Expanded PVC vs plywood

Discussion in 'Fiberglass and Composite Boat Building' started by jjhamm22, Mar 29, 2019.

  1. jjhamm22
    Joined: Jan 2019
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    Location: PA

    jjhamm22 Junior Member

    I am restoring a 79 Mark Twain 24 footer. It has the usual rotten floor and transom. I would love to use composites so I never have to worry about rot. Of course Coosa is out there but I am not wealthy enough to afford that material. A friend told me he used expanded PVC sheet in his cabin cruiser. I called Curbell and they said their Celtec is a direct replacement for plywood and about the same price as marine plywood. I am tracking down physical properties of both to compare but wondered if anyone had used it in the past? The only fault I see so far is isn't UV stable without paint. Thanks for reading.
     
  2. fallguy
    Joined: Dec 2016
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    fallguy Senior Member

    How thick is the current transom??

    The main thing is the thickness of previous materials needs to be maintained in strength.

    So a 2" thick plywood transom needs to be made equivalently strong.

    You cannot just swap materials simply because they do not rot.

    That said, you can use corelite or coosa, but you generally need to use 26 pound or higher density cores or sufficiently heavier fiberglass when you walk away from wood.

    Wood is surprisingly stiff stuff. In my build with foam, I decided to use ply where I wanted stiffness.
     
  3. jjhamm22
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    jjhamm22 Junior Member

    Transom is 1.5" thick. Matching the thickness isn't my concern as much as the long term suitability of the material
     
  4. fallguy
    Joined: Dec 2016
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    fallguy Senior Member

    I do apologize here.

    Can you provide the technical datasheet for celtec?

    Basically, you would compare the properties of a known suitable plywood replacement like coosa to the material you are considering and look for outliers.
     
  5. fallguy
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    fallguy Senior Member

    You need to match the strength of the original design. The long term suitability is simply a bonus.

    I tried to find the tds for celtec quickly and was unable.
     
  6. missinginaction
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    missinginaction Senior Member

    There is nothing wrong with using decent marine ply or MDO (Medium Density Overlay) provided you are careful. A few years ago I added a larger swim platform to my inboard boat. Part of the project required reinforcing the transom. I used Coosa below the waterline and MDO above. Yes Coosa is expensive but I didn't need a ton of it. I used 17 oz. double biased cloth (no mat) against the inside of the transom and added a layer of 1/2" reinforcement then another layer of cloth another layer of 1/2" reinforcement and a final cloth layer. Seal the ply with three coats of resin before you do the installation and be meticulous about sealing any holes you might have to make and you'll be fine.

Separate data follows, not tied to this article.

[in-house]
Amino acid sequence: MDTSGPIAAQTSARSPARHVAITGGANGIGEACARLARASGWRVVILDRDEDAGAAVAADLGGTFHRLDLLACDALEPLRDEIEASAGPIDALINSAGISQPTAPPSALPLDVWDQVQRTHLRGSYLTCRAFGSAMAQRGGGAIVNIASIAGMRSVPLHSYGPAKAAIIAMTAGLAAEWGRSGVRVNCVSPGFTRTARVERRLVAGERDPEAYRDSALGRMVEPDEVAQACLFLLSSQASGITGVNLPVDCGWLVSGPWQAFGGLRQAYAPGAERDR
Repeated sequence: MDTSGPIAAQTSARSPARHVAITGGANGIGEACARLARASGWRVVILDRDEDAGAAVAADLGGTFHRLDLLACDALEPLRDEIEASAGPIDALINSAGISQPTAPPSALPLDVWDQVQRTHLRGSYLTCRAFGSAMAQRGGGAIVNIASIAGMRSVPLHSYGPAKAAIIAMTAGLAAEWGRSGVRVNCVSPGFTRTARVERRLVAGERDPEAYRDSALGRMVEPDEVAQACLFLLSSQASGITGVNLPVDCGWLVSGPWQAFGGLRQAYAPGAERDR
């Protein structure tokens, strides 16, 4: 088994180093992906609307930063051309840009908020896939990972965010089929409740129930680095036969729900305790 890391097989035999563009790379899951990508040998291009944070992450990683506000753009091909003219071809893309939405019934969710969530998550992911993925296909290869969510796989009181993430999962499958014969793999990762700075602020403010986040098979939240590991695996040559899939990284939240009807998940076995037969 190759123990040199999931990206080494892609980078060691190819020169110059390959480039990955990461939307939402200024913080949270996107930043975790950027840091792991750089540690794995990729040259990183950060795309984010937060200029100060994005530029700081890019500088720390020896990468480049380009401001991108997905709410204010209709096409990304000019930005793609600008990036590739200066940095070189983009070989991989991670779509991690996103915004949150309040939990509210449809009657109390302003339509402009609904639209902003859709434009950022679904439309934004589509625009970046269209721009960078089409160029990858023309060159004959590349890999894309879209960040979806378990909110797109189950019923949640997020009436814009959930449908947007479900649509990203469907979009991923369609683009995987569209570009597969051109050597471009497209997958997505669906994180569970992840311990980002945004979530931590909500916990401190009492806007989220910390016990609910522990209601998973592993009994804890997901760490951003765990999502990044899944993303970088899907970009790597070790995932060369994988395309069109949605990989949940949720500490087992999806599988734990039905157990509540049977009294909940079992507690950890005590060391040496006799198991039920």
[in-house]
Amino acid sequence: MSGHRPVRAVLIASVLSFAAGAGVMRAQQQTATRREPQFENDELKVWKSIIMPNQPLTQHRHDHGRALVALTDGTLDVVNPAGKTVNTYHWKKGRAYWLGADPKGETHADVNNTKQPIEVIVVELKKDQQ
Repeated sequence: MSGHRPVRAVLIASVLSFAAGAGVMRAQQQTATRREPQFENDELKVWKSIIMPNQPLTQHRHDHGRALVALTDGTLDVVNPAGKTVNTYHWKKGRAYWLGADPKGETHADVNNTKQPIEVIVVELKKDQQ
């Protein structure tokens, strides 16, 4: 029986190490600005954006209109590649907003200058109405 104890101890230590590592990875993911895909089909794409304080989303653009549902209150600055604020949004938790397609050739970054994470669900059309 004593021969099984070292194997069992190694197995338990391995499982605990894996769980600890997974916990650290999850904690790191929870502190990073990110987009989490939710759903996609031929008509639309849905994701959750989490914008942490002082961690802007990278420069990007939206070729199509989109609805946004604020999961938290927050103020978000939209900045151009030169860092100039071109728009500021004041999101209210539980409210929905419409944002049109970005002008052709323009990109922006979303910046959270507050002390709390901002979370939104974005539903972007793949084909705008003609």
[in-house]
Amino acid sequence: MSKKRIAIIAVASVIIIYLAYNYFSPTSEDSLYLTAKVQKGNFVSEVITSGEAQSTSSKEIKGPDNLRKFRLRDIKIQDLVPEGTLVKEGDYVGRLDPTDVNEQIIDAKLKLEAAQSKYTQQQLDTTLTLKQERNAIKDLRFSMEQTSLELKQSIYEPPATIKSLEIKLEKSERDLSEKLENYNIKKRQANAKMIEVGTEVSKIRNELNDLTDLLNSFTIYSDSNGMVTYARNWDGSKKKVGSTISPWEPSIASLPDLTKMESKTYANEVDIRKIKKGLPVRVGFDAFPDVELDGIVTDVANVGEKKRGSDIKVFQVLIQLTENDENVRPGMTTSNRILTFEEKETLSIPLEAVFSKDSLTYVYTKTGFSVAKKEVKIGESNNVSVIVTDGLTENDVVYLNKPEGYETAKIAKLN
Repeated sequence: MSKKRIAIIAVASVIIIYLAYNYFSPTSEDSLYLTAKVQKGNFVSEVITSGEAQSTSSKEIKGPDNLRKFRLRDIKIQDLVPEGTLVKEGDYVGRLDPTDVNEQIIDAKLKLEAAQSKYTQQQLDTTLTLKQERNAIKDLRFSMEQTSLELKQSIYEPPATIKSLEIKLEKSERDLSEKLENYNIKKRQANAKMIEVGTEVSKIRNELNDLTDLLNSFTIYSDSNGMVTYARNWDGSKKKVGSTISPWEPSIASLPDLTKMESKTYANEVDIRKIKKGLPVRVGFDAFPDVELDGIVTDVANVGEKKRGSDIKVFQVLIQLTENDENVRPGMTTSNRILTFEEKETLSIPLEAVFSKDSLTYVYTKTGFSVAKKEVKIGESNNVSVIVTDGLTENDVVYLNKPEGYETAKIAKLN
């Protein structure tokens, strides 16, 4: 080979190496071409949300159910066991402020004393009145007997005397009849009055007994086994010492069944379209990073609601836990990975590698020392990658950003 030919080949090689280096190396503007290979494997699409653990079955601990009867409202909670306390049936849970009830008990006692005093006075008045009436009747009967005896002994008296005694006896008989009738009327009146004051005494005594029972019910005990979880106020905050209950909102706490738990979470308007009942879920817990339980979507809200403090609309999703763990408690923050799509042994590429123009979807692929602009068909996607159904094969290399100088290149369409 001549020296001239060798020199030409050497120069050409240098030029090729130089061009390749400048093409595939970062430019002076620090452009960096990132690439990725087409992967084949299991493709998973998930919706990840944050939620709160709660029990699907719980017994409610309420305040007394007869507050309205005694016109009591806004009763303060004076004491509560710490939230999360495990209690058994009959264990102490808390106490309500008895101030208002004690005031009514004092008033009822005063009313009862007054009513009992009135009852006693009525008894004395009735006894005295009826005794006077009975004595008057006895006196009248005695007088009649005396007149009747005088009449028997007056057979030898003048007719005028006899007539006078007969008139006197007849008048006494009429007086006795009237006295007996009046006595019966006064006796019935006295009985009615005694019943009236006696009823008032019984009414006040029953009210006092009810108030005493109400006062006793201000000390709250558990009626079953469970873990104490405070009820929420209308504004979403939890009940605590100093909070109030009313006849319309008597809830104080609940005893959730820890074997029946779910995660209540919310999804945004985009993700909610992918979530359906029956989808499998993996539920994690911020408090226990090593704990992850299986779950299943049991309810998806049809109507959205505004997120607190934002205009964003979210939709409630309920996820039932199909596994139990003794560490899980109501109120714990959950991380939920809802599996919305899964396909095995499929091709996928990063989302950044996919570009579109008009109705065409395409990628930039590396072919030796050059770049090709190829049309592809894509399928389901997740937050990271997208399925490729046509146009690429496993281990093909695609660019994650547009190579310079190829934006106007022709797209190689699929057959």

Do a search for MDO and you'll find it's a durable product made even more so if sealed up properly. Three seal coats and pay attention to the edges.

    MIA
     
  7. jjhamm22
    Joined: Jan 2019
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    jjhamm22 Junior Member

    No worries, Fallguy. Thank you all for the consideration and replies. I dug around and found enough material properties to put together this comparison. I had to do some units conversion so they are comparable and summarized on the Celtec chart. It seems it is in the ball park as Coosa and Starboard. There wasn't much past the density of Coosa available but I found the Celtec is more dense than Coosa but not as dense as the Starboard. I did the pricing using Coosa and it was over $1000. To much for this boater. I am not opposed to going the traditional way of glass over marine plywood. But I am drawn to the idea of using material that just won't rot ever. The Celtec is about the same price as marine plywood. I look forward to hearing your thoughts
    Jeff
     

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  8. fallguy
    Joined: Dec 2016
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    fallguy Senior Member

    Plywood rots because noone takes the time to overbore and redrill holes.

    If it is your boat and you have the patience to overbore and plan to use epoxy; then go plywood.

    Plywood has its place. People shirk.

    If you install a transom mount ducer and just hope the caulk seam is good, then a no rot option is wise.

    Otherwise, you screw in the ducer and remove it. Drill out the holes 1/4" to a half inch oversized and deeper than the ducer screws. Tape a straw to and plastic bag and fill with thickened epoxy and fill back to front and tape them off level. Next day, you come back and predrill and use the same caulk and install the ducer. This method won't allow water ingress to the ply. And you do it for all the holes in the transom AND you make sure the transom ply edges are not exposed to any weather. A no rot transom.

    And, this practice is also the best method for foam builds anyway.
     

  9. jjhamm22
    Joined: Jan 2019
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    jjhamm22 Junior Member

    Thanks for the detailed "how to" on transom replacement. I have done a ton of reading and research and your description is spot on to the best practices I have seen. I will likely go with plywood and fiberglass as the substitutes are just too expensive for me (4-5 times plywood). My boat must have been built well as it lasted 40 years. I think the rot started around the added on speedometer bracket and water got into the screw holes. Thanks again
     
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